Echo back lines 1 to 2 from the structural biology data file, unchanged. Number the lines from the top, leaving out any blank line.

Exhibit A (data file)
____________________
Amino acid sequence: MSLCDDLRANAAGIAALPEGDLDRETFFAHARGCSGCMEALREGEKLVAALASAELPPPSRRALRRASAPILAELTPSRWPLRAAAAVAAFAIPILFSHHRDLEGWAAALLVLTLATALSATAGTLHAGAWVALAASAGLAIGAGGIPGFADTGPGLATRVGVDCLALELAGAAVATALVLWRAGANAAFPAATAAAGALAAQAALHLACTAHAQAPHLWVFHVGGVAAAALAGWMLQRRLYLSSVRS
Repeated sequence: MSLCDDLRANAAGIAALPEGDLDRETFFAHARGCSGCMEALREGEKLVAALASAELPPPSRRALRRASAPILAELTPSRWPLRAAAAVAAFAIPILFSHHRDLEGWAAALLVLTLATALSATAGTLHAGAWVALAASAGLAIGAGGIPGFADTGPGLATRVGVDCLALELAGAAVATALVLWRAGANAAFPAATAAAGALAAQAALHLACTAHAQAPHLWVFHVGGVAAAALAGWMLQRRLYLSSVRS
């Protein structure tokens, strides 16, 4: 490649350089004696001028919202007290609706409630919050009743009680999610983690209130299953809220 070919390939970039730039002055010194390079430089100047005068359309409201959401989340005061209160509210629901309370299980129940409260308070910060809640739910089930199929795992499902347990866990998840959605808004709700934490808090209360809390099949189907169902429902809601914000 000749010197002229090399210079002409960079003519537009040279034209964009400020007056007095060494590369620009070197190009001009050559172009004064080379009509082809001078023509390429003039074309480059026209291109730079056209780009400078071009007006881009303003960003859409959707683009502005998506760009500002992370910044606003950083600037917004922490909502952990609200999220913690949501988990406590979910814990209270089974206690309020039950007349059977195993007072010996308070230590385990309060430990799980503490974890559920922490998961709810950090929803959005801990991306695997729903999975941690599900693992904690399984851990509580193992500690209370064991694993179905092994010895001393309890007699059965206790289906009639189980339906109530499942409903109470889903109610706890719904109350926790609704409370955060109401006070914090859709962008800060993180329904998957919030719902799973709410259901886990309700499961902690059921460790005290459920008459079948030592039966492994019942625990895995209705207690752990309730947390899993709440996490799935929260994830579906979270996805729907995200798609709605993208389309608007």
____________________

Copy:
Amino acid sequence: MSLCDDLRANAAGIAALPEGDLDRETFFAHARGCSGCMEALREGEKLVAALASAELPPPSRRALRRASAPILAELTPSRWPLRAAAAVAAFAIPILFSHHRDLEGWAAALLVLTLATALSATAGTLHAGAWVALAASAGLAIGAGGIPGFADTGPGLATRVGVDCLALELAGAAVATALVLWRAGANAAFPAATAAAGALAAQAALHLACTAHAQAPHLWVFHVGGVAAAALAGWMLQRRLYLSSVRS
Repeated sequence: MSLCDDLRANAAGIAALPEGDLDRETFFAHARGCSGCMEALREGEKLVAALASAELPPPSRRALRRASAPILAELTPSRWPLRAAAAVAAFAIPILFSHHRDLEGWAAALLVLTLATALSATAGTLHAGAWVALAASAGLAIGAGGIPGFADTGPGLATRVGVDCLALELAGAAVATALVLWRAGANAAFPAATAAAGALAAQAALHLACTAHAQAPHLWVFHVGGVAAAALAGWMLQRRLYLSSVRS